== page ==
GAO Found Inconsistent Improper Payment Estimation Methods Among Agencies

Published: June 07, 2018

Waste, Fraud, and Abuse

A GAO review of agency methods for estimating improper payments found inconsistencies and varying approaches being used for key components of the estimation process.

Improper payments are defined as any payment that should not have been made or that was made in an incorrect amount under statutory, contractual, administrative, or other legally applicable requirements. Improper payments include overpayments or underpayments that are made to eligible recipients, payments made to ineligible recipients, payments made for ineligible goods or services, and payments for goods or services not received.

Federal improper payments totaled $141B for FY 2017, falling slightly from the previous year. However, agencies use an estimating process to develop their improper payment totals each year. The estimation process is essential to understanding the extent of the problem and to developing corrective actions. Improper payment legislation along with OMB directives provide executive branch agencies with guidance regarding improper payment estimations.  However, agencies are still given flexibility in the estimation process.

Key steps in the estimation process include:  

  1. Reviewing all programs and activities and identifying those that may be susceptible to significant improper payments (risk assessment)
  2. Developing improper payment estimates for those programs and activities that the agency identified as being susceptible to significant improper payments
  3. Analyzing the root causes of improper payments and developing corrective actions to reduce them for those programs and activities that the agency identified as being susceptible to significant improper payments
  4. Reporting on the results of addressing the preceding requirements

In GAO’s most recent report, it reviewed specifics for the estimation process for 10 programs across six agencies for FY 2017.  The programs were selected because they showed the largest program outlays for FY 2015 and FY 2016. 

The improper payment estimation process generally involves selecting a sample of program payments (or other items, such as invoices) and reviewing them in order to determine whether the relevant payments were proper. The Improper Payments Information Act of 2002 (IPIA) requires agencies to use statistical approaches for sampling data or an alternative methodology approved by OMB. Eight of the programs GAO reviewed reported using statistically valid sampling approaches and two reported using alternative sampling approaches. Sampled data elements also varied by program due to the nature of the different programs, including payments, medical claims, and tax returns.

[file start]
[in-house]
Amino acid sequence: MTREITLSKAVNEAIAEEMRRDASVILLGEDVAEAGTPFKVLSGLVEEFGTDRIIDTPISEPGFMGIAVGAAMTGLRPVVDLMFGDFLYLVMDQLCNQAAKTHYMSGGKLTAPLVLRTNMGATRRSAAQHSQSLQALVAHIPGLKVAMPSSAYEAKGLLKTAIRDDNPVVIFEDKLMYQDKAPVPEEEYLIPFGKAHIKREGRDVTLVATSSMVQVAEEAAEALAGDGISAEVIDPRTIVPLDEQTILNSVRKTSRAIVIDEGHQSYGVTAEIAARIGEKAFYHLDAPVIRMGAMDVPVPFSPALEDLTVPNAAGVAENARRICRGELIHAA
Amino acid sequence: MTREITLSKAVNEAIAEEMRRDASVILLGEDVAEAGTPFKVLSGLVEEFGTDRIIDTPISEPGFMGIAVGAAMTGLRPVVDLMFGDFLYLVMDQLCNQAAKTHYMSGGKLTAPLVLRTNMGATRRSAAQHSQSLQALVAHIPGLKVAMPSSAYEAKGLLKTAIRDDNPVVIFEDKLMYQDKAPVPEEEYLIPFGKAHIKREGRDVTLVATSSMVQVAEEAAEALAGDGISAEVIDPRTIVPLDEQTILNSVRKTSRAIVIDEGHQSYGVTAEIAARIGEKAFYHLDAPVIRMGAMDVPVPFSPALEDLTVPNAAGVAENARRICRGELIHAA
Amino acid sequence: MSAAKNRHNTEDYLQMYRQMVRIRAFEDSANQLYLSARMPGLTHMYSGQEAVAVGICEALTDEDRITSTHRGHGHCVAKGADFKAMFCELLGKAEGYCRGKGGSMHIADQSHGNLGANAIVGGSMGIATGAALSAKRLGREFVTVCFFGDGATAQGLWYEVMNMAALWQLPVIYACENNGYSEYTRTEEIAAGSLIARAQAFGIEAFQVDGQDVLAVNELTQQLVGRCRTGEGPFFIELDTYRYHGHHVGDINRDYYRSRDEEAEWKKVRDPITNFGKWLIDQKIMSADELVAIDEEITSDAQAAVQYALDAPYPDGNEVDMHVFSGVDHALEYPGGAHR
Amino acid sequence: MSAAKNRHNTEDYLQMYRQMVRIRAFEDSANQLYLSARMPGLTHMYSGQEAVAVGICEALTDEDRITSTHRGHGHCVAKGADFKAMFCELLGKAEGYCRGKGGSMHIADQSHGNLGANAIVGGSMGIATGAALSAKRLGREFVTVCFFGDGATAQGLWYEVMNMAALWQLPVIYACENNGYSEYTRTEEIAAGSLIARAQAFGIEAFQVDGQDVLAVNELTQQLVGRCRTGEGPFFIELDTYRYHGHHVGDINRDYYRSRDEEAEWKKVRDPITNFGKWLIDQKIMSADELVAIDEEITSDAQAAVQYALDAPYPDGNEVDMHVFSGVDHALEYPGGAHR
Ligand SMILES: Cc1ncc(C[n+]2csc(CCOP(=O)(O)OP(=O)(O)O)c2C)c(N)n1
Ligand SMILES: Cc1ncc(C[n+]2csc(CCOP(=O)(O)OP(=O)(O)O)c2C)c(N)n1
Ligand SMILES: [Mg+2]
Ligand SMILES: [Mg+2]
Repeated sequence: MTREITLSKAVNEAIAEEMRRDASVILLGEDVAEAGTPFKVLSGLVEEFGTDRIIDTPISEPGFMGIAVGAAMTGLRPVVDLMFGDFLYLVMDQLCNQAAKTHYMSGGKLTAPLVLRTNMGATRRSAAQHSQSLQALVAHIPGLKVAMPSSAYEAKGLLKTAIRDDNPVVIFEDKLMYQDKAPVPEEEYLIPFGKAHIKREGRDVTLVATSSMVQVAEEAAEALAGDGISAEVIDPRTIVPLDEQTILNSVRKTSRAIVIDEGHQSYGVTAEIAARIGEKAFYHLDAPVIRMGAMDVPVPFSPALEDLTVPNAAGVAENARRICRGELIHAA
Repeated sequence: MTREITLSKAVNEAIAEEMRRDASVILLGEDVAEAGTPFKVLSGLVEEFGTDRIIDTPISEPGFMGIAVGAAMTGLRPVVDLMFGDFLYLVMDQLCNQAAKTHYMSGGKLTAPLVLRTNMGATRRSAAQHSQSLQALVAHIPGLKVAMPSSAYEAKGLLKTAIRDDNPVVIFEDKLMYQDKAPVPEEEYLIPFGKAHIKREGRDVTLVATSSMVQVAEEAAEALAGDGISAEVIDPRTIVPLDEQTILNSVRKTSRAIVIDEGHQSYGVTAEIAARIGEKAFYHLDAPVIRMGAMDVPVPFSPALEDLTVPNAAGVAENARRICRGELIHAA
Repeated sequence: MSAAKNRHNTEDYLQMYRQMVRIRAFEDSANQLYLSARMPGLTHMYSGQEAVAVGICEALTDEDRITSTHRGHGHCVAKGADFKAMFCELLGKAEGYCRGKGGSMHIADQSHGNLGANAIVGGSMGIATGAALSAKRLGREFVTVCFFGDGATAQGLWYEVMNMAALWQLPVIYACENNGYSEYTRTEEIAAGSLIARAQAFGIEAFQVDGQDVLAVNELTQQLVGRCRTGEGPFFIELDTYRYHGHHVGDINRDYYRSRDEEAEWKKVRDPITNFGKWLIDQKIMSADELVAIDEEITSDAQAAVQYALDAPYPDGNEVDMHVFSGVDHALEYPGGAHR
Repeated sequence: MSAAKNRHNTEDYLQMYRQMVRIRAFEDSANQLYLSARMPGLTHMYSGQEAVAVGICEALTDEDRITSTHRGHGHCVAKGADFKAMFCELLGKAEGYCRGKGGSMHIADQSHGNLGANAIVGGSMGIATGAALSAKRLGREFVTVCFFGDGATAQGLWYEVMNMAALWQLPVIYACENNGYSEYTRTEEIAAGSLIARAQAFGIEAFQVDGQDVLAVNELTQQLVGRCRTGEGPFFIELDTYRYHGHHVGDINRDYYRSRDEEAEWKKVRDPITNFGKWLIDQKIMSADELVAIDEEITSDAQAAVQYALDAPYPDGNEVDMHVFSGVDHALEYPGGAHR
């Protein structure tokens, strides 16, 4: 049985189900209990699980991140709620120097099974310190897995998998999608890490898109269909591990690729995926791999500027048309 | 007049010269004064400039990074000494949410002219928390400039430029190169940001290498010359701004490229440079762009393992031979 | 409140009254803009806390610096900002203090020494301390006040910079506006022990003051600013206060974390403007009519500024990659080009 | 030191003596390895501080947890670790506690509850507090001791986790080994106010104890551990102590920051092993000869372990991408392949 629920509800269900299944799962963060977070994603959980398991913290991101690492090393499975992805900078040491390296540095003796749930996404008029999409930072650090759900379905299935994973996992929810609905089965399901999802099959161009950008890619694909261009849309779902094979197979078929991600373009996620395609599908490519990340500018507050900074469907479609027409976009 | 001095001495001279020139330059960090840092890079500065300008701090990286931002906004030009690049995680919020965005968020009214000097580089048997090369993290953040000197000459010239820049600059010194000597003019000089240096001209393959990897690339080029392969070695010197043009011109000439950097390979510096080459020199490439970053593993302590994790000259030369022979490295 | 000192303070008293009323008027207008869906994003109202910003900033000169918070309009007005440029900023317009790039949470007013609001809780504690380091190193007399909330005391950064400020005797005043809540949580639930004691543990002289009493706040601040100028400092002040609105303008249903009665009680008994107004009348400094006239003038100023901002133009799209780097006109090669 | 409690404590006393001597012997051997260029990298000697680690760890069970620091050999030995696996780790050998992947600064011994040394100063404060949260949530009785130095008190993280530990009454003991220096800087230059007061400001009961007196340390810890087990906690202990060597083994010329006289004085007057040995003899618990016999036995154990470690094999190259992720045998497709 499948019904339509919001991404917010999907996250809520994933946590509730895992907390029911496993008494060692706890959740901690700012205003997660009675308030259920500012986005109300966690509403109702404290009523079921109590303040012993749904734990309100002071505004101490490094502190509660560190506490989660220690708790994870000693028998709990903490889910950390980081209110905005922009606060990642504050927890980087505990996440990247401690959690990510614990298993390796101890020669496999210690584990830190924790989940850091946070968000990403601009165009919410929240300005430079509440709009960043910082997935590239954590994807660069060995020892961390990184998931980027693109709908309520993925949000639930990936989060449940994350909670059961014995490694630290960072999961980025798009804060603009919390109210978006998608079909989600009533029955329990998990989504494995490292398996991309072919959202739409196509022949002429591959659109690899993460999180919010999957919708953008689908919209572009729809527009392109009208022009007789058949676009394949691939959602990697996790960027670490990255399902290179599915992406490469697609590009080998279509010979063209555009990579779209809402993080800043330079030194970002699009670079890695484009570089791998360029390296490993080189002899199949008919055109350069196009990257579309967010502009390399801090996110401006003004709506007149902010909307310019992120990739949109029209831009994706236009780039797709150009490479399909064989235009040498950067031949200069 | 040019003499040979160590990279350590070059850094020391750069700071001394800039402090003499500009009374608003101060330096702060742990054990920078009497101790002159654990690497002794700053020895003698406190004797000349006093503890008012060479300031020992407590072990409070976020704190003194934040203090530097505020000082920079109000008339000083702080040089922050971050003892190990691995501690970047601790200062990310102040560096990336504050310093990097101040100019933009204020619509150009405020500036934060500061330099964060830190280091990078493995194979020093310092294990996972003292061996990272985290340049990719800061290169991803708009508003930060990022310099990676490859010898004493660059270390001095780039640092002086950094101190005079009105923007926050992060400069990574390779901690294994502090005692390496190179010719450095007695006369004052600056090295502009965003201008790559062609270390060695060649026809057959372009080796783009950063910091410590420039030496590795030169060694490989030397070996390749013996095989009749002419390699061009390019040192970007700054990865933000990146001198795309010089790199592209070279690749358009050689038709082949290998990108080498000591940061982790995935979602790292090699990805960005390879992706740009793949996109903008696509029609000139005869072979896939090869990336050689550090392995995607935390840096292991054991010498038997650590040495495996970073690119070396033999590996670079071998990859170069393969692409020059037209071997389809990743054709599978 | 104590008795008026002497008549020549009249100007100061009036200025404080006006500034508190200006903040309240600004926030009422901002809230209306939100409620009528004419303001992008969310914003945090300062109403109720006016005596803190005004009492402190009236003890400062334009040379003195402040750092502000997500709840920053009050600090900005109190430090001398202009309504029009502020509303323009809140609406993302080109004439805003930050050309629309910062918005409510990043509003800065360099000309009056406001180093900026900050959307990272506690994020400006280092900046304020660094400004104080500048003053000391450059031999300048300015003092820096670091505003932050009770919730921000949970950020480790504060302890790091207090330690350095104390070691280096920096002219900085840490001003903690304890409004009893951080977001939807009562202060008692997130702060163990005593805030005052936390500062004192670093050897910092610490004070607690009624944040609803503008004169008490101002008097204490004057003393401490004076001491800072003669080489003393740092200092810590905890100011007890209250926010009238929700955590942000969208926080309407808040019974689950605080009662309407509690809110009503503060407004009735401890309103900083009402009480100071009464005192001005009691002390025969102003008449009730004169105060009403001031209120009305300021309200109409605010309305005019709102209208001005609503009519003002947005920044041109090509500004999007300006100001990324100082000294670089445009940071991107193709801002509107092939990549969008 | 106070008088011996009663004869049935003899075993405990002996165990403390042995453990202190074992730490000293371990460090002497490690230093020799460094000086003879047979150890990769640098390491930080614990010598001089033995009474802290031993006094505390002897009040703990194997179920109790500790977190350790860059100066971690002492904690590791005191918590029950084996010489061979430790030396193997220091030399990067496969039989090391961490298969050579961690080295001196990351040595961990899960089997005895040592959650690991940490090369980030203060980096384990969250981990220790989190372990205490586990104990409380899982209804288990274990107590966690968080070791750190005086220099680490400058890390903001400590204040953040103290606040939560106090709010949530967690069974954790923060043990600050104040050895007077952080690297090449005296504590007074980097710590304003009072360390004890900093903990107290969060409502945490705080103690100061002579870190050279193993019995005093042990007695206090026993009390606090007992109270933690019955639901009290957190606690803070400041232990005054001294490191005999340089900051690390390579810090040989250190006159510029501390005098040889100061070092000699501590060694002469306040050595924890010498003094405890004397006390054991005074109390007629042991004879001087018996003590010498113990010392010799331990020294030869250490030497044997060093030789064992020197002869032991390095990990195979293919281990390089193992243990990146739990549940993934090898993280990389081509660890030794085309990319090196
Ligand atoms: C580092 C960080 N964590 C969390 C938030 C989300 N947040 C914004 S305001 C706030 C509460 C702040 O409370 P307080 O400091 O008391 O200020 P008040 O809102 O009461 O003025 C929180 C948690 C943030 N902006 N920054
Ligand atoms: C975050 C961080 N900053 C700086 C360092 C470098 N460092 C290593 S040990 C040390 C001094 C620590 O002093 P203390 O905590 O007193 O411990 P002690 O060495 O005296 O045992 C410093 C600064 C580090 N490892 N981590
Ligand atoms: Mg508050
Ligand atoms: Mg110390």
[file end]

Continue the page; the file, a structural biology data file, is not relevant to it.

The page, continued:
Additionally, GAO found the age of the data sampled for 2017 improper payment estimates varied from calendar year 2013 to FY 2017.

Some of the agencies reviewed used processes specifically designed to estimate improper payments, while other agencies used existing evaluations and reporting to estimate improper payments.  Also the six agencies treated the category of “insufficient documentation” differently in identifying and reporting causes of improper payments. As part of the sample process, some agencies attempt to contact a beneficiary.  The treatment of nonresponsive cases as part of the category labeled insufficient documentation, varied by agency. 

The IPIA law dictates that overpayments should be included in calculations of improper payments.  However, in the case of the Earned Income Tax Credit (EITC) program at IRS, GAO discovered that IRS removed overpayments that were recovered, from its calculation of improper payments.

GAO concluded that additional guidance and action from OMB could help address the issues and inconsistencies it identified in the estimation processes.  Specifically, GAO recommends that OMB develop guidance on treatment of nonresponse cases and testing to identify improper payments.  GAO also recommends that DOD and OPM evaluate their estimation processes.  GAO recommends that the IRS revise its methodology to not exclude recovered payments from its improper payments estimate.